For years, a recycling plant for waste batteries in a suburb of Mombasa has contaminated the area with lead. The permanent exposure to lead has sickened many residents in the village of Owino Uhuru, and several hundred people have died from lead poisoning. Now the Kenyan environmental court has ordered the owners of the factory and the Kenyan government to pay large compensation: the approximately 3,000 inhabitants of the poor settlement are to receive more than ten million euros, reports “Spiegel Online”.
The court also ordered the government to clean up the lead-contaminated factory site and adjacent settlement. If the government does not comply with this requirement, it will have to pay a further eur 7 million in fines.
The verdict is a great victory for Kenyan environmental activist Phyllis Omido: “Finally we are getting justice,” she said in an interview with “Spiegel Online”. The trial she initiated has been ongoing since 2016.
Deadly business with old batteries
Lead extraction from old car batteries is a widespread business in Africa. According to Spiegel Online, about 1.2 million tons of lead-acid batteries are recycled in African countries every year. The coveted raw material is back on the world market, a large part of which is exported to the EU – often via detours and intermediaries.
The health and environmental conditions in the recycling plants are disastrous. People often disassemble the old batteries with bare hands and without protective clothing. Toxic lead dust ends up on the skin, in the air and in the groundwater. Disease rates are dramatically high. It is not only the workers who are affected, but also their families. Many die as a result of poisoning.
Phyllis Omido has been fighting this deadly business for years. In 2009, a few months after the opening of the battery recycling plant, her young son became seriously ill. Doctors find high levels of lead in his blood. The child is highly poisoned – just like many other people in the village of Owino Uhuru. Phyllis Omido investigates and finds that cases in the region have been increasing since the opening of the recycling plant. It informs the villagers of the deadly danger posed by the neighbouring factory. It has further blood tests carried out on local residents, documents poisoning and deaths and calls for protests against the factory operators.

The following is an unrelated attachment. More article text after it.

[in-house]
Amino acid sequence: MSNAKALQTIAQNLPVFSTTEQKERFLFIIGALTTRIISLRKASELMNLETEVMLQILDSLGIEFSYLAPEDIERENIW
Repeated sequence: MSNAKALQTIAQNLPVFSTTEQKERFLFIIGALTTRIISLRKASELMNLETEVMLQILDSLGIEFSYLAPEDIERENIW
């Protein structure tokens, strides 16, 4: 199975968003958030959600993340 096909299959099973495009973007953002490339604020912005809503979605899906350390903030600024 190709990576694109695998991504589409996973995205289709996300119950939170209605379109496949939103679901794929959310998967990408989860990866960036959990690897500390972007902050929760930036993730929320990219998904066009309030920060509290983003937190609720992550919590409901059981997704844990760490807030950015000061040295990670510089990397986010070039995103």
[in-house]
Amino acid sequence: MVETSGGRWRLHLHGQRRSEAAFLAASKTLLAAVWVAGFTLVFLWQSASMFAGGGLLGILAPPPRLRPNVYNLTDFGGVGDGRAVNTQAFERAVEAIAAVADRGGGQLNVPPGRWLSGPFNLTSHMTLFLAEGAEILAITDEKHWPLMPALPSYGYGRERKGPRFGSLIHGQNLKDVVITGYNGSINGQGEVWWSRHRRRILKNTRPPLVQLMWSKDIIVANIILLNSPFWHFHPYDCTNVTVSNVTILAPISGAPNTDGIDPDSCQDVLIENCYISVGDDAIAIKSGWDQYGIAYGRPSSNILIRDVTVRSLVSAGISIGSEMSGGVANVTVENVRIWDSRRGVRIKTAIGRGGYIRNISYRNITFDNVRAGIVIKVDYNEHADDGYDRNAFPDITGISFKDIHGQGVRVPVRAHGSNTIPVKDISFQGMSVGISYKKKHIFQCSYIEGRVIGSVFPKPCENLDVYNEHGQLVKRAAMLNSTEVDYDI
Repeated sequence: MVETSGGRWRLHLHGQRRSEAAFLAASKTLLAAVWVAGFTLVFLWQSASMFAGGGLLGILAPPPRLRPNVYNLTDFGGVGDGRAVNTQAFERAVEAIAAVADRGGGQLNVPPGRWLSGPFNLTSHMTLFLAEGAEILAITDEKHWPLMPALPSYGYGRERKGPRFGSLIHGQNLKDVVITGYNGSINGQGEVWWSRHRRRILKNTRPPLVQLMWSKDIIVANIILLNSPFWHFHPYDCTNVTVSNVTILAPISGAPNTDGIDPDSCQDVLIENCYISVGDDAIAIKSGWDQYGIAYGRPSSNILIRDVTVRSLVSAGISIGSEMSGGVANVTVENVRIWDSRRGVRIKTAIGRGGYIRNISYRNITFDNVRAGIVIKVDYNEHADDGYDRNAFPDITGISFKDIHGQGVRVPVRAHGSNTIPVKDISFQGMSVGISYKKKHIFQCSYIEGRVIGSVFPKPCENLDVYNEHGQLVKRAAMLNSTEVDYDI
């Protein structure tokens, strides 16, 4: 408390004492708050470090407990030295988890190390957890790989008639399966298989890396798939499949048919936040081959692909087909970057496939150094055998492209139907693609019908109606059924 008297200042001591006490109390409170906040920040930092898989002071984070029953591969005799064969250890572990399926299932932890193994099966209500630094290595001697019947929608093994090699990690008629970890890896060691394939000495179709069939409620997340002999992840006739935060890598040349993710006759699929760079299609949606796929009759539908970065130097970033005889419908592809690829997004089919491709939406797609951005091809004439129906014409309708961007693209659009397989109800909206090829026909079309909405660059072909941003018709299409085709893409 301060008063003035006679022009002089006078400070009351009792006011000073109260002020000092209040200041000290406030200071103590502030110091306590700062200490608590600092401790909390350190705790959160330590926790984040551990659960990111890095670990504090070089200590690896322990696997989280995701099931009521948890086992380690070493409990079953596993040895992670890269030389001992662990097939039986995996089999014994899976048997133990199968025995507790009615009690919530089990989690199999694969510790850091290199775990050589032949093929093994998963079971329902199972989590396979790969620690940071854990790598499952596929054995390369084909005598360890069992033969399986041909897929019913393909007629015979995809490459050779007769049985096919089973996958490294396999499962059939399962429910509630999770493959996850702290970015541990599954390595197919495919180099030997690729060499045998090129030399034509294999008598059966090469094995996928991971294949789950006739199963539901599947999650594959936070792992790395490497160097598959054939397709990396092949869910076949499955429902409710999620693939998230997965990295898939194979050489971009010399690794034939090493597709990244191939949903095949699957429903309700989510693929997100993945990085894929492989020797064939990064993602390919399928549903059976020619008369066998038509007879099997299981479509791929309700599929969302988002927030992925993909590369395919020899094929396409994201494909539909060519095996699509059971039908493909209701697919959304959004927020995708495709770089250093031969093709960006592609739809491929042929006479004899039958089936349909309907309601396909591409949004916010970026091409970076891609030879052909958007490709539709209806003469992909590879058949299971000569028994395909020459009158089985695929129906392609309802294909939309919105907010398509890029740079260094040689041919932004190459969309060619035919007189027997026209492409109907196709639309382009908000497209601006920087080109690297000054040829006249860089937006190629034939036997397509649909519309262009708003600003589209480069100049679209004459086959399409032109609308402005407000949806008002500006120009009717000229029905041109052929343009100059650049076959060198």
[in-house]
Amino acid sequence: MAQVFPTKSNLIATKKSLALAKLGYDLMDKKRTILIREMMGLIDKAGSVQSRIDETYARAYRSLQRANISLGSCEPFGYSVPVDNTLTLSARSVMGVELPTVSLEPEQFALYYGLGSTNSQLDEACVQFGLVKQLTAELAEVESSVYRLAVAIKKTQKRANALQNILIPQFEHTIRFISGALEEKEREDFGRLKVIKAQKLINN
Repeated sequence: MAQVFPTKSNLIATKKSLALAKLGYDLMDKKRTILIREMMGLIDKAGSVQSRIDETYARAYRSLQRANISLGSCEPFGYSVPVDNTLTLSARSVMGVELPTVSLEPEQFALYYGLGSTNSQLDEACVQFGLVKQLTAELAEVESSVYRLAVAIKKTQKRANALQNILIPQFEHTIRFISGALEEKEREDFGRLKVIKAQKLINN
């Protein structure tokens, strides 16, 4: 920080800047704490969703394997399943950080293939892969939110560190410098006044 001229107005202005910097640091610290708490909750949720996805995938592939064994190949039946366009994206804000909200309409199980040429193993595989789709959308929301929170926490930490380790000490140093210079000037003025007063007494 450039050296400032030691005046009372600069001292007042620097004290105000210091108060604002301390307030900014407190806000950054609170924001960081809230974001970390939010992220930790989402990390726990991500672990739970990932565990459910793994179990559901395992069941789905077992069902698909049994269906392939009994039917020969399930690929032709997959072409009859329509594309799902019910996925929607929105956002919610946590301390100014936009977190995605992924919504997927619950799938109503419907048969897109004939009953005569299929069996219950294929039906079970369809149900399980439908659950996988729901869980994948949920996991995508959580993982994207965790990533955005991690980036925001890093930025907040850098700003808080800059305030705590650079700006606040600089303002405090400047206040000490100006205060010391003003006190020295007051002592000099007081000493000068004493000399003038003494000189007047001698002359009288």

The plant ceased operations in 2014, but Omido’s fight continues. In 2016, with her organization Center for Justice, Governance and Environmental Action, she filed a class-action lawsuit against the owners of the factory on behalf of the residents of Owino Uhuru. The lawsuit also targets several government agencies, including the Kenyan Ministry of Health and the Environment. They had tolerated the highly toxic lead melt in the poor quarter for years.
4,000 euros for affected villagers
The fact that the Kenyan environmental court has ordered factory operators and the government to pay large compensation and to rehabilitate the site sets a precedent that could help many communities in Kenya in the fight against pollution from industrial plants, according to Spiegel Online.
The dead inhabitants of the rural settlement of Owino Uhuru do not bring back the verdict, but it can greatly improve the lives of many people. The region is still contaminated with lead and many still suffer from severe poisoning. Until now, they could not afford to visit doctors, because the poor settlement often lacks the essentials for survival. Now every person concerned in the municipality is to be compensated with around 4000 euros. “Now everyone can be treated and hopefully get healthy,” Phyllis Omido says of Mirror Online. But with all her joy, the fighter Omido remains realistic: there will be still a long way to go before the people of Owino Uhuru receive the money awarded. Company owners and the Kenyan state could still appeal the ruling.